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Breaking away from the “Undifferentiated Realty Mass”

Across the landscape it spreads, sticky and slow, a human jelly. Few escape its warm embrace. Once covered in its unguent, few escape.

A million cells floating together. Suspended in an ectoplasm of perverse incentives and low expectations.

I speak of the Undifferentiated Realty Mass.

Breaking away

 

No, I did not have mushrooms for breakfast. Just having fun with a visual that’s been rattling around my head for a while, that of an amorphous mass of real estate goo. And the phrase comes from a theoretical construct, the undifferentiated ego mass, I learned in college psychology. Go figure.

That goo, that mass, is the BS, the self-aggrandizing bravado, the shear incompetence thousands of factory-farmed Realtors have smeared into every corner of the popular real estate consciousness.

Good agents and brokers get stuck in it. They struggle with the glut of licensees flooding their markets. They suffer. Their profession suffers.

There are lots of places to point the finger: Regulators, careless brokers, those who stumble into a real estate career like a drunk finds the last open bar.

It doesn’t matter. All that aint gonna end any time soon. NAR membership stood at 1,132,297 as of July. That’s off just 17% from the October 2006 peak and a 1% increase over June.

The only course of action for brokers and agents that get it is to break away. Fast.

From micro to macro

 

Two weeks ago I gave a presentation at the Inman show titled “Ten new tools and technologies.” It was nothing special, just a collection of apps with suggestions for how an agent or broker might put them to use.

But these things, small as they seem, can rid you of the goo.

Here’s just one example:

Issuu is a document sharing and publishing app that allows users to create rich online “magazines” with a couple of clicks. It’s free for most purposes.

What might a brokerage or agent do with this?

How about:

  • Creating an annotated online guide to major real estate forms. Break down the purchase offer; go nuts with agency disclosures; cast light into every dark corner. Is this against your board rules? Raise hell about the rules!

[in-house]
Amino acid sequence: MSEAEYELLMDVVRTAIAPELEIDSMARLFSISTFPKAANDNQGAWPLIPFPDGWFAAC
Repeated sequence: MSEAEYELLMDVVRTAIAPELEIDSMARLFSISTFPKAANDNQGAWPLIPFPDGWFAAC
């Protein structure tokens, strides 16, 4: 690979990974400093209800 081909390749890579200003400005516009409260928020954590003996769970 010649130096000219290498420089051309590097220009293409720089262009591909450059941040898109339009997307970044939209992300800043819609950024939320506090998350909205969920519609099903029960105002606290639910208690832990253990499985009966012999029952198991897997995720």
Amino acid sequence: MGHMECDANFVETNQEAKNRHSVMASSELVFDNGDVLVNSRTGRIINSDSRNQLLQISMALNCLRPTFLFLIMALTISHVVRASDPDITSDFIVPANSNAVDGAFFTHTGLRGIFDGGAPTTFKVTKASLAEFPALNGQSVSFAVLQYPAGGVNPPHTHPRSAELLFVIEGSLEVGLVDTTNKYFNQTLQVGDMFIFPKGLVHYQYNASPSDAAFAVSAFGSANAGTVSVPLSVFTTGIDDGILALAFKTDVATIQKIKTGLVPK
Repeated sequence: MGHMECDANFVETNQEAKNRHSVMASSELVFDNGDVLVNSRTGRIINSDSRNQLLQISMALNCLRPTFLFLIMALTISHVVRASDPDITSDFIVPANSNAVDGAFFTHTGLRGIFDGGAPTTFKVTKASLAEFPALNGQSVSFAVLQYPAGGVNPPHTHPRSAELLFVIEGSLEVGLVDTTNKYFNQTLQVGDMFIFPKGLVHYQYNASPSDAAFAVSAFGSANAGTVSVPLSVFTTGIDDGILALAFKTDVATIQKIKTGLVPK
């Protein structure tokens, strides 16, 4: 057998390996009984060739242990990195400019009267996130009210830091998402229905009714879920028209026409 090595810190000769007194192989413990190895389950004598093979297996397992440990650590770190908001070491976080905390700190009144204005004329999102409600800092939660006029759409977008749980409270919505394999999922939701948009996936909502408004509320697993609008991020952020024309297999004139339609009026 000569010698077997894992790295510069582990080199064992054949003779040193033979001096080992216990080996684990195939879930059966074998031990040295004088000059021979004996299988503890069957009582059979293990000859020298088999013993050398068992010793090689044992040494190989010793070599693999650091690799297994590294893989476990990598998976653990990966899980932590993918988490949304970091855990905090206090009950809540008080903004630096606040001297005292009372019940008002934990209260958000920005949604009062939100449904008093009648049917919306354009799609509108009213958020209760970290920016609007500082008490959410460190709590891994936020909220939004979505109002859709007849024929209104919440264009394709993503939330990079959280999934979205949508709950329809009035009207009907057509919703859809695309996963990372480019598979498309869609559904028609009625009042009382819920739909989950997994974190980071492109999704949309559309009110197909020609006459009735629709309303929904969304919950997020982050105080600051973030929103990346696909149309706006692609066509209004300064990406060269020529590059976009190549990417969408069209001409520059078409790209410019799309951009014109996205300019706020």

• Creating a monthly online magazine of recent sales in your market or neighborhood. Present a photo for each along with a little play-by-play on why the home sold when it did and for what it did.

At this point, the best bus bench ad or postcard isn’t really going to do it for you. Simply being there – whether there is the newspaper, the big real estate sites, or social media platforms – isn’t enough.

If you are good at what you do, if you have talent in your company, then the plentitude of web 2.0 applications like Issuu represents more than a collection of tactical doo-dads. They are a huge strategic opportunity to do what others can’t, say what others won’t.

In other words, differentiate.

Always new

There are lots of reasons to deviate from the standard real estate brokerage playbook. But there is none more compelling than this: In an industry with so much noise, new and different wins.

And right now, if you have the chops, there are tons of ways to make that happen.

Old and safe? Well, it might be comfortable … for a while. But it won’t set you apart from the mass.

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9 Responses to “Breaking away from the “Undifferentiated Realty Mass””

  1. Jaime says:

    great post…although you lost me at “Across the landscape and reeled me back in at “Issu”. what a great concept. thanks for the tip. what were the other 9 tools?

  2. Ian Greenleigh says:

    Maybe at those infamous weekly meetings, every agent should have to bring a new 2.0 tool to the table and explain its value, use, and application. Some of the most interesting conversations I have had are with agents that are not tech-savvy by any means, but realize that they must change and stand out. They don’t do so begrudgingly, but with wonder and enthusiasm at all the incredible new ways they can leverage technology for their success. They view progress as an opportunity rather than something they need to latch on to.

  3. Keahi Pelayo says:

    Brian, I wrestle everyday with the macro vs. micro debate. Perhaps new tech can be integrated to improve our association with our clients.
    Aloha,
    Keahi

  4. Ian Greenleigh says:

    Maybe at those infamous weekly meetings, every agent should have to bring a new 2.0 tool to the table and explain its value, use, and application. Some of the most interesting conversations I have had are with agents that are not tech-savvy by any means, but realize that they must change and stand out. They don't do so begrudgingly, but with wonder and enthusiasm at all the incredible new ways they can leverage technology for their success. They view progress as an opportunity rather than something they need to latch on to.